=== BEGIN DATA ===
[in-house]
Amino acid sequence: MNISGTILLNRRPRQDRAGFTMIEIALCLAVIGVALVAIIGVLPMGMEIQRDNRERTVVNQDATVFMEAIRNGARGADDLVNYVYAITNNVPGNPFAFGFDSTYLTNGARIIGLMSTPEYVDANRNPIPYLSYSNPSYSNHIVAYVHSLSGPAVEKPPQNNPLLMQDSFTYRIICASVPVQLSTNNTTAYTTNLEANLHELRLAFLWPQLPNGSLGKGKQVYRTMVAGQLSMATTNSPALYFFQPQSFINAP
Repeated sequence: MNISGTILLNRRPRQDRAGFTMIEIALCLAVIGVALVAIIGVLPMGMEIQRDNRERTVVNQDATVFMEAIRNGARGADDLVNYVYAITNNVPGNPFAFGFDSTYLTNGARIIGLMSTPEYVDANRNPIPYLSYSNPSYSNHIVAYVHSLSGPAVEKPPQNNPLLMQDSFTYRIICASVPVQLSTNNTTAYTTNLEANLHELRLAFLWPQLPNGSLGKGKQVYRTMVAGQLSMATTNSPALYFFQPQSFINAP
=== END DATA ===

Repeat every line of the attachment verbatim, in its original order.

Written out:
[in-house]
Amino acid sequence: MNISGTILLNRRPRQDRAGFTMIEIALCLAVIGVALVAIIGVLPMGMEIQRDNRERTVVNQDATVFMEAIRNGARGADDLVNYVYAITNNVPGNPFAFGFDSTYLTNGARIIGLMSTPEYVDANRNPIPYLSYSNPSYSNHIVAYVHSLSGPAVEKPPQNNPLLMQDSFTYRIICASVPVQLSTNNTTAYTTNLEANLHELRLAFLWPQLPNGSLGKGKQVYRTMVAGQLSMATTNSPALYFFQPQSFINAP
Repeated sequence: MNISGTILLNRRPRQDRAGFTMIEIALCLAVIGVALVAIIGVLPMGMEIQRDNRERTVVNQDATVFMEAIRNGARGADDLVNYVYAITNNVPGNPFAFGFDSTYLTNGARIIGLMSTPEYVDANRNPIPYLSYSNPSYSNHIVAYVHSLSGPAVEKPPQNNPLLMQDSFTYRIICASVPVQLSTNNTTAYTTNLEANLHELRLAFLWPQLPNGSLGKGKQVYRTMVAGQLSMATTNSPALYFFQPQSFINAP